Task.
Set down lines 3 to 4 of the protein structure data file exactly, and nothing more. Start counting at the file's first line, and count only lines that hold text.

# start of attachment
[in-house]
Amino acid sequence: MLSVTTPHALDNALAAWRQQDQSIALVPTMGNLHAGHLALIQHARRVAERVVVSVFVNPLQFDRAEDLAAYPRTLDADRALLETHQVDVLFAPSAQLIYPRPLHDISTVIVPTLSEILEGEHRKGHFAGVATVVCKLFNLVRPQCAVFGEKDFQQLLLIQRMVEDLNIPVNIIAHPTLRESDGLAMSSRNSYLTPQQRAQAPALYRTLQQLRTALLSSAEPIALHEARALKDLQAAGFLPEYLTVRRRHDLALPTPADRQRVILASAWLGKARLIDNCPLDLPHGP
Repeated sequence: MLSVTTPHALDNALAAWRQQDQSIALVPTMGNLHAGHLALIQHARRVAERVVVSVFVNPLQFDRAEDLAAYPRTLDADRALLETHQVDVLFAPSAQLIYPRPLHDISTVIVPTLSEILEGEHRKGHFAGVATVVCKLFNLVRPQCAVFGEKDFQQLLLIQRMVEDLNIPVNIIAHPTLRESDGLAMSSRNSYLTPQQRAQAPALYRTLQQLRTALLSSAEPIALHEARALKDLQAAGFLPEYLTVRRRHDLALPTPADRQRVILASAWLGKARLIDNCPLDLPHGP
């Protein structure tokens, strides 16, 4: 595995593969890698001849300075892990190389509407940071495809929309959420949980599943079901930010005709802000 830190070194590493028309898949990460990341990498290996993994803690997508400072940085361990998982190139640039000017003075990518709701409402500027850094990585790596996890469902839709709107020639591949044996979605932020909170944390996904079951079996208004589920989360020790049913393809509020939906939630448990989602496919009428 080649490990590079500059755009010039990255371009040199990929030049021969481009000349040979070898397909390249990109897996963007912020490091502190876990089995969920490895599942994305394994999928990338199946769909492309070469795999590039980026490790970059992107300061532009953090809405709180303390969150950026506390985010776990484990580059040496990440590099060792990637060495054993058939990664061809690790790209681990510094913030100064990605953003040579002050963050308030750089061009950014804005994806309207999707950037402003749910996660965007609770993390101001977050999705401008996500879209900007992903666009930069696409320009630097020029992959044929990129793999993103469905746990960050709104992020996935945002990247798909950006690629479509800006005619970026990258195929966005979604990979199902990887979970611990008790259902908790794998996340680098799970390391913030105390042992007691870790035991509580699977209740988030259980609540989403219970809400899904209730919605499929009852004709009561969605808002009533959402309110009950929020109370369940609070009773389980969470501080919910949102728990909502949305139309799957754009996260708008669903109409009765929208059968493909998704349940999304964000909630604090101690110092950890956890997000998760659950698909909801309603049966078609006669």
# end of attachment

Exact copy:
Repeated sequence: MLSVTTPHALDNALAAWRQQDQSIALVPTMGNLHAGHLALIQHARRVAERVVVSVFVNPLQFDRAEDLAAYPRTLDADRALLETHQVDVLFAPSAQLIYPRPLHDISTVIVPTLSEILEGEHRKGHFAGVATVVCKLFNLVRPQCAVFGEKDFQQLLLIQRMVEDLNIPVNIIAHPTLRESDGLAMSSRNSYLTPQQRAQAPALYRTLQQLRTALLSSAEPIALHEARALKDLQAAGFLPEYLTVRRRHDLALPTPADRQRVILASAWLGKARLIDNCPLDLPHGP
């Protein structure tokens, strides 16, 4: 595995593969890698001849300075892990190389509407940071495809929309959420949980599943079901930010005709802000 830190070194590493028309898949990460990341990498290996993994803690997508400072940085361990998982190139640039000017003075990518709701409402500027850094990585790596996890469902839709709107020639591949044996979605932020909170944390996904079951079996208004589920989360020790049913393809509020939906939630448990989602496919009428 080649490990590079500059755009010039990255371009040199990929030049021969481009000349040979070898397909390249990109897996963007912020490091502190876990089995969920490895599942994305394994999928990338199946769909492309070469795999590039980026490790970059992107300061532009953090809405709180303390969150950026506390985010776990484990580059040496990440590099060792990637060495054993058939990664061809690790790209681990510094913030100064990605953003040579002050963050308030750089061009950014804005994806309207999707950037402003749910996660965007609770993390101001977050999705401008996500879209900007992903666009930069696409320009630097020029992959044929990129793999993103469905746990960050709104992020996935945002990247798909950006690629479509800006005619970026990258195929966005979604990979199902990887979970611990008790259902908790794998996340680098799970390391913030105390042992007691870790035991509580699977209740988030259980609540989403219970809400899904209730919605499929009852004709009561969605808002009533959402309110009950929020109370369940609070009773389980969470501080919910949102728990909502949305139309799957754009996260708008669903109409009765929208059968493909998704349940999304964000909630604090101690110092950890956890997000998760659950698909909801309603049966078609006669």